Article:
6 things I learned from doing my first TEDx talk

I’m a big believer in having a Bucket List – you know, that list of meaningful accomplishments or fun activities you want to experience before dying one day, hopefully in the distant future. While some people might aspire to go skydiving or hike the Himalayas, one of my bucket list items has been giving a TEDx talk. On September 27, 2019, that became a reality when I was fortunate enough to present “5 Ways to Let Go of a Dream” at TEDxBoggyCreek in Orlando, Florida. Here are six things I learned from that experience:

1. Practice is essential.

I love public speaking, ever since delivering truly awful Howard Cosell impersonations during family events as a kid. Basically, if you give me a microphone, it’s hard to shut me up. I’ve given hundreds of presentations without much prep work over the years. But a TEDx talk is different. You don’t just wing it. No TelePrompTer or notes were allowed, and I owed it to the audience to get it right. So, I conducted plenty of research. Wrote and rewrote countless versions of the speech. Then I practiced it at least daily for a month, adjusting it as needed while getting some impactful speaker coaching from the incredible Ginger Schlanger.

2. Rejection makes you stronger.

I should know; got plenty of it while submitting speaker applications to interesting TEDx events nationwide. Instead of giving up though, I used rejection as a learning opportunity. Honed the messages I felt passionately about, turned them into articles and paid attention to what resonated most with others over social media. That’s how I came up with spreading the idea about how to gracefully let go of a dream that is broken or no longer works for you.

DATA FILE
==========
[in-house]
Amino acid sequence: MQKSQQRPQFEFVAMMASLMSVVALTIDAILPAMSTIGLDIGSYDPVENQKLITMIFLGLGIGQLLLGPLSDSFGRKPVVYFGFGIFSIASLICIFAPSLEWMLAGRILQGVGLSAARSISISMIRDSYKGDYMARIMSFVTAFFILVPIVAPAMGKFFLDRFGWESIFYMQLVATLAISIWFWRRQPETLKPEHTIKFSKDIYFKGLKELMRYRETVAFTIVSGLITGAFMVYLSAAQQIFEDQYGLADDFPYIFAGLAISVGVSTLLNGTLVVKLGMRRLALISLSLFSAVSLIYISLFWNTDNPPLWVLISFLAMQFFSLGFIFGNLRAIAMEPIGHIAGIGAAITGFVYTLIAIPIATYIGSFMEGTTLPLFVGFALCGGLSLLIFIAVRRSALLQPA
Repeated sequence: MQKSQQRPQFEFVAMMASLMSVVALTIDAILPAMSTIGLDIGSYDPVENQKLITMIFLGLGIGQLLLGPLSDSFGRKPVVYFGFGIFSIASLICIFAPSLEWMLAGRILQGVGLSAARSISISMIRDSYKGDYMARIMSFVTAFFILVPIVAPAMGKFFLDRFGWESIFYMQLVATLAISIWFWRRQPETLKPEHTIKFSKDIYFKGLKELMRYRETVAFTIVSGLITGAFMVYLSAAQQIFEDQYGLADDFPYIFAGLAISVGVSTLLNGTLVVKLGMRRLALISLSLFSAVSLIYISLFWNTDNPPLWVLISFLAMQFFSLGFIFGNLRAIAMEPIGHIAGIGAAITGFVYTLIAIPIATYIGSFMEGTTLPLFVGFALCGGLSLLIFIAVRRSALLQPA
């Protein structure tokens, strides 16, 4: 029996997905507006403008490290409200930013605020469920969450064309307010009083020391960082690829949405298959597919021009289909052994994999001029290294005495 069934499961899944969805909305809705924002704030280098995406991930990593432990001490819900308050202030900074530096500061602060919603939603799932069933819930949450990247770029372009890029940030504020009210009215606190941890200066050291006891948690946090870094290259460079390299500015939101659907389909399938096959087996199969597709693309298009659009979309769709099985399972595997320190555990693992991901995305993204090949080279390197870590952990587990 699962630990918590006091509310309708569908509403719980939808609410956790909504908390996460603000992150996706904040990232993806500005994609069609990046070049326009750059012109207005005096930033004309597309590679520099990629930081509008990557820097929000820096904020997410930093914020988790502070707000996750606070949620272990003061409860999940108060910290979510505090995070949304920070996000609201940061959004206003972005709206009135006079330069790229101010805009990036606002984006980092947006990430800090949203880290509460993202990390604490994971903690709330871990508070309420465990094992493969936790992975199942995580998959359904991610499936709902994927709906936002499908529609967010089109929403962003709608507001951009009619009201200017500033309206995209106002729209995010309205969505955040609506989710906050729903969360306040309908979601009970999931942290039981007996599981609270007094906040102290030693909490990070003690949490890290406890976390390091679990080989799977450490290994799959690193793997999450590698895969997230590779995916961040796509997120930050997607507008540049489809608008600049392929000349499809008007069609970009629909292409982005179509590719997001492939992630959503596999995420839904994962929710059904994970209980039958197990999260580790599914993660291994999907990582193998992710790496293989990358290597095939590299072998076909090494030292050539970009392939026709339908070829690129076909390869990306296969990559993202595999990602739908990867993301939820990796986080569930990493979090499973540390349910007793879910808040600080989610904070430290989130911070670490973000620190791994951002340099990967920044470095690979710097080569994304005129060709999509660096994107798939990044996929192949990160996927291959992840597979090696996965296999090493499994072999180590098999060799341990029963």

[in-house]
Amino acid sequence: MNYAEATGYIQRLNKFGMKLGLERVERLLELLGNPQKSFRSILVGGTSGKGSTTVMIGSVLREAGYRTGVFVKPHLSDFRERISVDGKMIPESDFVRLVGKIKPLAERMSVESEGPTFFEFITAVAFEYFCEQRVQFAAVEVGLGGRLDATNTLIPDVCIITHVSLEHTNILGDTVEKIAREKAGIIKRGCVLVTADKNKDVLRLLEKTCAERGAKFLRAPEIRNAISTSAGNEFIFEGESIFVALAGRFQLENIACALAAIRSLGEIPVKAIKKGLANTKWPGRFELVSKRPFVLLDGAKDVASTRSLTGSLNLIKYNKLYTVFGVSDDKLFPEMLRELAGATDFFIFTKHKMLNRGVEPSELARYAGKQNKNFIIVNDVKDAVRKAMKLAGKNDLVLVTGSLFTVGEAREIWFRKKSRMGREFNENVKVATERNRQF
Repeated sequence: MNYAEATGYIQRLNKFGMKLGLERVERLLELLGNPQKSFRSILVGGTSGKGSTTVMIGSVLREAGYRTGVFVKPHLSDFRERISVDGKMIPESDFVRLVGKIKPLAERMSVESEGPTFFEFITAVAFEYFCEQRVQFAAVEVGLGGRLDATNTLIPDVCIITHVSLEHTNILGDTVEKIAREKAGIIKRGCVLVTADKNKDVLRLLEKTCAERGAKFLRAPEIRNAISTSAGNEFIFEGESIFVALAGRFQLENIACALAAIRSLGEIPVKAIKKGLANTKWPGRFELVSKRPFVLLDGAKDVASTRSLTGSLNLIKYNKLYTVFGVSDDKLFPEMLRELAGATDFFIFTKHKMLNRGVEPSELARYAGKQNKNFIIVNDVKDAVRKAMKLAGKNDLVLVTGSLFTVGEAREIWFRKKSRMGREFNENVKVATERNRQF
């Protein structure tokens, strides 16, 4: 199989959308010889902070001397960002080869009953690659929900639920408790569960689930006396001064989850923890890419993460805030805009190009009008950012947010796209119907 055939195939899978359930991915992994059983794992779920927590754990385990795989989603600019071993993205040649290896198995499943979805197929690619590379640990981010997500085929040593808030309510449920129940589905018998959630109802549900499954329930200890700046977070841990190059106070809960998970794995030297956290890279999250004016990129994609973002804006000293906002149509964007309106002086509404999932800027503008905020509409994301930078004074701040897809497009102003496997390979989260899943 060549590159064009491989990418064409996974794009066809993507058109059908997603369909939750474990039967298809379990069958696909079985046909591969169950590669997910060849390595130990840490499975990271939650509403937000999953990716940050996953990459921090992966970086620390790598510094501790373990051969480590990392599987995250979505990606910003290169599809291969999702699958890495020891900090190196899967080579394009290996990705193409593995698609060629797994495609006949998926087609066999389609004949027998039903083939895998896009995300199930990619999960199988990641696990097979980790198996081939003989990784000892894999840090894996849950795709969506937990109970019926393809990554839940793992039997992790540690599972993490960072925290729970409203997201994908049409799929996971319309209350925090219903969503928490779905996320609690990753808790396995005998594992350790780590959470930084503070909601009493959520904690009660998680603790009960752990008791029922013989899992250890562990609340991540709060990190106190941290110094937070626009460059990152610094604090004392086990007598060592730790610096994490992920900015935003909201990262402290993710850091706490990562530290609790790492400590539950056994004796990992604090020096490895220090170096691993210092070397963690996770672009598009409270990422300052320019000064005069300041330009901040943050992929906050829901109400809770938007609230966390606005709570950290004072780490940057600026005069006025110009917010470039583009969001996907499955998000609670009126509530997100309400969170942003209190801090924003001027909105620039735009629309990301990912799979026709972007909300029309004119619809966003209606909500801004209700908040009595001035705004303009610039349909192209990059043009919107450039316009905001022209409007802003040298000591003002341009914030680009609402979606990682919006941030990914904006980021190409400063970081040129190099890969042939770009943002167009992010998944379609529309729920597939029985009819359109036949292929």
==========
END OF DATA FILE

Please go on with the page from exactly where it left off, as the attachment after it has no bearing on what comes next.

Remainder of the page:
3. It’s not about you.

Sure, a lot of things could have motivated your desire to do a TEDx talk, like building a personal platform or promoting your livelihood. However, these talks are really about the audience. You are spreading a message you feel passionately about in service of others. So, create content that will connect deeply with them. It is your chance to provoke thinking and action, to offer hope, enlightenment or greater understanding, and show others what is possible in their own lives and the world at large. Your idea is being shared, but the positive impact made on recipients, whether it is five people, 500 or five million, is what truly counts.

4. Be yourself.

From obsessing over the clever dialogue in Deadpool movies to recognizing the names of 80’s tunes before Shazam has a chance, I’m a big pop culture buff. No surprise if you’ve read any of my articles here, right? Being true to myself meant I worked in a couple of pop culture references and embraced my innate goofiness in this TEDx talk despite the mostly serious subject matter. Doing so gave me a greater comfort level while delivering this talk and hopefully made the topic as accessible as possible to others.

5. Slow down.

Most of the time, I move fast. There’s just so much to do, between my corporate job, working on my book project, speaking engagements, spending time with my family and friends, exercising, travel and more. But zipping around quickly within a TEDx talk can diminish the impact of the message. I needed to slow down while creating my content to ensure it would fit and then again while delivering the message itself. Inserting pauses at the right time and slowing down my pace helped the audience better process key points.

6. Nothing is perfect.

I messed up a few times. Left out some details and didn’t advance a couple of slides at the exact right time. But it didn’t matter because no one knew what I was going to say before it came out of my mouth. Instead of beating myself up, I realized nothing is perfect and as long as I connected with the audience, my goal was met. And that gave me a tremendous sense of peace.


I still have plenty to do on my bucket list, like seeing the Northern Lights and experiencing a hot air balloon ride. But speaking at TEDxBoggyCreek has been an incredible milestone, bringing me joy and life lessons in so many ways.

What is on your bucket list? What did it feel like to accomplish one of those items?

Watch my TEDx talk here:

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